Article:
Treatment and Outcome—Cats were anesthetized, and a nitinol gooseneck snare catheter was introduced into the right side of the heart via a jugular venotomy. In the first cat, the snare was used to retrieve 5 female and 2 male adult D immitis. The catheter was then passed into the main pulmonary artery in an unsuccessful attempt to retrieve remaining heartworms. In the second cat, 2 adult female D immitis were removed from the right atrium with the nitinol snare. In both cats, clinical signs resolved within 4 weeks after the procedure.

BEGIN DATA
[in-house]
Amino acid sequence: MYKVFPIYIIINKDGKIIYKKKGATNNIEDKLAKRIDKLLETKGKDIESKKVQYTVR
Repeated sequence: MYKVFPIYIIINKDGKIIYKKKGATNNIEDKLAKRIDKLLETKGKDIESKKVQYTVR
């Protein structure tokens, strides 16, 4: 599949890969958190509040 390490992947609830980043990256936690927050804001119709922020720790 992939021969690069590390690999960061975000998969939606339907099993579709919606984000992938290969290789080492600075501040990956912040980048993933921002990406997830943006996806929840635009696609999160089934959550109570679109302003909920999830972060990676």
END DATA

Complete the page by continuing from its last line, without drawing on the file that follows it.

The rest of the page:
Clinical Relevance—Findings suggested that use of a nitinol gooseneck snare catheter may be a safe and effective technique for removing adult D immitis from the right atrium and ventricle in cats and that successful removal of adult heartworms in infected cats may resolve clinical signs of right-sided congestive heart failure and chylothorax. In addition, findings in 1 cat suggested that removal of all adult heartworms may not be necessary for clinical signs to resolve.

Full access
in Journal of the American Veterinary Medical Association